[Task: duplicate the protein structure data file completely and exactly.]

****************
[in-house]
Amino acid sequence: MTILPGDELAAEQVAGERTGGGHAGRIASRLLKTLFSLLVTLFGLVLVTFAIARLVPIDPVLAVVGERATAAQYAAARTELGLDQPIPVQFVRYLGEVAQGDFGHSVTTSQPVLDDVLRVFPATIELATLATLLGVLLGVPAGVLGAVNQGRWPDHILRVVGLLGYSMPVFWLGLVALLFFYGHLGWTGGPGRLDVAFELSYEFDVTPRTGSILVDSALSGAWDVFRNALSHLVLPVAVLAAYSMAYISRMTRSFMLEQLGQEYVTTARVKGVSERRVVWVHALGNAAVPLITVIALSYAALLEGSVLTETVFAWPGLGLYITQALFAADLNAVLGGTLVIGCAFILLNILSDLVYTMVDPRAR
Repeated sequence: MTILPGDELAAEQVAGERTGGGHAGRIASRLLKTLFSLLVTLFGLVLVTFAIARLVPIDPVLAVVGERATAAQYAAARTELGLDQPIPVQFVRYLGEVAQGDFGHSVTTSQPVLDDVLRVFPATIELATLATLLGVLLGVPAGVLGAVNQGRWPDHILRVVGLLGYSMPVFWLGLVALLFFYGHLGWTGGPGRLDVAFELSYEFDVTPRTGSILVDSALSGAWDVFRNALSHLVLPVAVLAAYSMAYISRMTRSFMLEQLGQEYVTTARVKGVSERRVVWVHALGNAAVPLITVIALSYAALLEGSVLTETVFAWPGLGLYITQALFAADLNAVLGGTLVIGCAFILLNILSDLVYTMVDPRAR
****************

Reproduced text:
[in-house]
Amino acid sequence: MTILPGDELAAEQVAGERTGGGHAGRIASRLLKTLFSLLVTLFGLVLVTFAIARLVPIDPVLAVVGERATAAQYAAARTELGLDQPIPVQFVRYLGEVAQGDFGHSVTTSQPVLDDVLRVFPATIELATLATLLGVLLGVPAGVLGAVNQGRWPDHILRVVGLLGYSMPVFWLGLVALLFFYGHLGWTGGPGRLDVAFELSYEFDVTPRTGSILVDSALSGAWDVFRNALSHLVLPVAVLAAYSMAYISRMTRSFMLEQLGQEYVTTARVKGVSERRVVWVHALGNAAVPLITVIALSYAALLEGSVLTETVFAWPGLGLYITQALFAADLNAVLGGTLVIGCAFILLNILSDLVYTMVDPRAR
Repeated sequence: MTILPGDELAAEQVAGERTGGGHAGRIASRLLKTLFSLLVTLFGLVLVTFAIARLVPIDPVLAVVGERATAAQYAAARTELGLDQPIPVQFVRYLGEVAQGDFGHSVTTSQPVLDDVLRVFPATIELATLATLLGVLLGVPAGVLGAVNQGRWPDHILRVVGLLGYSMPVFWLGLVALLFFYGHLGWTGGPGRLDVAFELSYEFDVTPRTGSILVDSALSGAWDVFRNALSHLVLPVAVLAAYSMAYISRMTRSFMLEQLGQEYVTTARVKGVSERRVVWVHALGNAAVPLITVIALSYAALLEGSVLTETVFAWPGLGLYITQALFAADLNAVLGGTLVIGCAFILLNILSDLVYTMVDPRAR